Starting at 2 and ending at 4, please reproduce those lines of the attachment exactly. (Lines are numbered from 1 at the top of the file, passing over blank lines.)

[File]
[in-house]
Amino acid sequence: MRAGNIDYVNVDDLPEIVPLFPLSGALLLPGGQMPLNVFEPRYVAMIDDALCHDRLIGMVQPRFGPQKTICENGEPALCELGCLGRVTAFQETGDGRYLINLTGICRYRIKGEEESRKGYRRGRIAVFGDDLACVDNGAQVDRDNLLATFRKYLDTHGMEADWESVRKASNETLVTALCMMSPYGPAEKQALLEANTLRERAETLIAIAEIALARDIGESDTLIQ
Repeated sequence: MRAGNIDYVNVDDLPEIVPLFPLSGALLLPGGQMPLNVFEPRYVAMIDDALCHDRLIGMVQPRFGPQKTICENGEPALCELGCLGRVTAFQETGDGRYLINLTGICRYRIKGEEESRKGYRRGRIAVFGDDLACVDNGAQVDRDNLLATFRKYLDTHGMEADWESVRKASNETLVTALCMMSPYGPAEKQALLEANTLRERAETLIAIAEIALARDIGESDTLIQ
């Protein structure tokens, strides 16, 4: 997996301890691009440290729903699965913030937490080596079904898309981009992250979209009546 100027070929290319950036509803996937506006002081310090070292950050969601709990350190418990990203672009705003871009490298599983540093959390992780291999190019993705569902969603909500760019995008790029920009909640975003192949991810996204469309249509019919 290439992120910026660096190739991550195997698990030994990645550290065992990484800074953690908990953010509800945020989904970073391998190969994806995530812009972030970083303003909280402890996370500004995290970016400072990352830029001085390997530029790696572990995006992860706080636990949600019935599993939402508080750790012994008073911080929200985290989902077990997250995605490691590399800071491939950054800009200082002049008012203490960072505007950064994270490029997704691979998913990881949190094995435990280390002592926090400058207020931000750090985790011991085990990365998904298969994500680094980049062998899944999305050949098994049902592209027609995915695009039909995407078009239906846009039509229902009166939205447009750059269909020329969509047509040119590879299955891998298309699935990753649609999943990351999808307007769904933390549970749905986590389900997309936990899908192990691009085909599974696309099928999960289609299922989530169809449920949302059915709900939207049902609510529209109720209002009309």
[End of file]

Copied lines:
Amino acid sequence: MRAGNIDYVNVDDLPEIVPLFPLSGALLLPGGQMPLNVFEPRYVAMIDDALCHDRLIGMVQPRFGPQKTICENGEPALCELGCLGRVTAFQETGDGRYLINLTGICRYRIKGEEESRKGYRRGRIAVFGDDLACVDNGAQVDRDNLLATFRKYLDTHGMEADWESVRKASNETLVTALCMMSPYGPAEKQALLEANTLRERAETLIAIAEIALARDIGESDTLIQ
Repeated sequence: MRAGNIDYVNVDDLPEIVPLFPLSGALLLPGGQMPLNVFEPRYVAMIDDALCHDRLIGMVQPRFGPQKTICENGEPALCELGCLGRVTAFQETGDGRYLINLTGICRYRIKGEEESRKGYRRGRIAVFGDDLACVDNGAQVDRDNLLATFRKYLDTHGMEADWESVRKASNETLVTALCMMSPYGPAEKQALLEANTLRERAETLIAIAEIALARDIGESDTLIQ
């Protein structure tokens, strides 16, 4: 997996301890691009440290729903699965913030937490080596079904898309981009992250979209009546 100027070929290319950036509803996937506006002081310090070292950050969601709990350190418990990203672009705003871009490298599983540093959390992780291999190019993705569902969603909500760019995008790029920009909640975003192949991810996204469309249509019919 290439992120910026660096190739991550195997698990030994990645550290065992990484800074953690908990953010509800945020989904970073391998190969994806995530812009972030970083303003909280402890996370500004995290970016400072990352830029001085390997530029790696572990995006992860706080636990949600019935599993939402508080750790012994008073911080929200985290989902077990997250995605490691590399800071491939950054800009200082002049008012203490960072505007950064994270490029997704691979998913990881949190094995435990280390002592926090400058207020931000750090985790011991085990990365998904298969994500680094980049062998899944999305050949098994049902592209027609995915695009039909995407078009239906846009039509229902009166939205447009750059269909020329969509047509040119590879299955891998298309699935990753649609999943990351999808307007769904933390549970749905986590389900997309936990899908192990691009085909599974696309099928999960289609299922989530169809449920949302059915709900939207049902609510529209109720209002009309």